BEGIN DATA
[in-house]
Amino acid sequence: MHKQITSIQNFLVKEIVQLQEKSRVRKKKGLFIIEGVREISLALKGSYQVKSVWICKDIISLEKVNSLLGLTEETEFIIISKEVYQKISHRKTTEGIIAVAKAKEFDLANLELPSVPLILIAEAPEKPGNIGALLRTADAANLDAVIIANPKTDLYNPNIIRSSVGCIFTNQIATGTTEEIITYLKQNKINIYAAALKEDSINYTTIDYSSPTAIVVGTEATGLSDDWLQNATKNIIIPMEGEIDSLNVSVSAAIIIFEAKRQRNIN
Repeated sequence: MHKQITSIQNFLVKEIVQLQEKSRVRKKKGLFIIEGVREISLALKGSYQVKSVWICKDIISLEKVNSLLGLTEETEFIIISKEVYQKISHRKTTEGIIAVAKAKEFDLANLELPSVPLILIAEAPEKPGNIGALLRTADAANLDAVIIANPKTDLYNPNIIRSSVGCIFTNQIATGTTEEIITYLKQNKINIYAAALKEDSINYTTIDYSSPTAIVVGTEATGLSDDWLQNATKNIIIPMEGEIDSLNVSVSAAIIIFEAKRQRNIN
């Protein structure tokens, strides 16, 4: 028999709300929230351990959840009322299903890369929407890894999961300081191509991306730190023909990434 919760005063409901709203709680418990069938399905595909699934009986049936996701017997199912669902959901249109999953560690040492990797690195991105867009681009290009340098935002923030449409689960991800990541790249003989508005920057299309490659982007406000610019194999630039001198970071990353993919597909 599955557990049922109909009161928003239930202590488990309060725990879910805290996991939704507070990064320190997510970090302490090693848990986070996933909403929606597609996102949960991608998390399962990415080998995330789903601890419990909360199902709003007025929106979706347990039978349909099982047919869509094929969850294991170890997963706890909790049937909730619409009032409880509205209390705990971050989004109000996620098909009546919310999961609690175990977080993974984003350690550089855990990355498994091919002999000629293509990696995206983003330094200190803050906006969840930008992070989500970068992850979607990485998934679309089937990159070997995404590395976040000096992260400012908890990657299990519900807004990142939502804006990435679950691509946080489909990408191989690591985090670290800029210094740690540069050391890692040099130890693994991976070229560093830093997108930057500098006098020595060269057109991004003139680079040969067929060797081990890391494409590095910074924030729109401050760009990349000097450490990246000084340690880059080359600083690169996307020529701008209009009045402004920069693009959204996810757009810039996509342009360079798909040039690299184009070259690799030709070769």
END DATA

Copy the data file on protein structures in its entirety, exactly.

[in-house]
Amino acid sequence: MHKQITSIQNFLVKEIVQLQEKSRVRKKKGLFIIEGVREISLALKGSYQVKSVWICKDIISLEKVNSLLGLTEETEFIIISKEVYQKISHRKTTEGIIAVAKAKEFDLANLELPSVPLILIAEAPEKPGNIGALLRTADAANLDAVIIANPKTDLYNPNIIRSSVGCIFTNQIATGTTEEIITYLKQNKINIYAAALKEDSINYTTIDYSSPTAIVVGTEATGLSDDWLQNATKNIIIPMEGEIDSLNVSVSAAIIIFEAKRQRNIN
Repeated sequence: MHKQITSIQNFLVKEIVQLQEKSRVRKKKGLFIIEGVREISLALKGSYQVKSVWICKDIISLEKVNSLLGLTEETEFIIISKEVYQKISHRKTTEGIIAVAKAKEFDLANLELPSVPLILIAEAPEKPGNIGALLRTADAANLDAVIIANPKTDLYNPNIIRSSVGCIFTNQIATGTTEEIITYLKQNKINIYAAALKEDSINYTTIDYSSPTAIVVGTEATGLSDDWLQNATKNIIIPMEGEIDSLNVSVSAAIIIFEAKRQRNIN
């Protein structure tokens, strides 16, 4: 028999709300929230351990959840009322299903890369929407890894999961300081191509991306730190023909990434 919760005063409901709203709680418990069938399905595909699934009986049936996701017997199912669902959901249109999953560690040492990797690195991105867009681009290009340098935002923030449409689960991800990541790249003989508005920057299309490659982007406000610019194999630039001198970071990353993919597909 599955557990049922109909009161928003239930202590488990309060725990879910805290996991939704507070990064320190997510970090302490090693848990986070996933909403929606597609996102949960991608998390399962990415080998995330789903601890419990909360199902709003007025929106979706347990039978349909099982047919869509094929969850294991170890997963706890909790049937909730619409009032409880509205209390705990971050989004109000996620098909009546919310999961609690175990977080993974984003350690550089855990990355498994091919002999000629293509990696995206983003330094200190803050906006969840930008992070989500970068992850979607990485998934679309089937990159070997995404590395976040000096992260400012908890990657299990519900807004990142939502804006990435679950691509946080489909990408191989690591985090670290800029210094740690540069050391890692040099130890693994991976070229560093830093997108930057500098006098020595060269057109991004003139680079040969067929060797081990890391494409590095910074924030729109401050760009990349000097450490990246000084340690880059080359600083690169996307020529701008209009009045402004920069693009959204996810757009810039996509342009360079798909040039690299184009070259690799030709070769």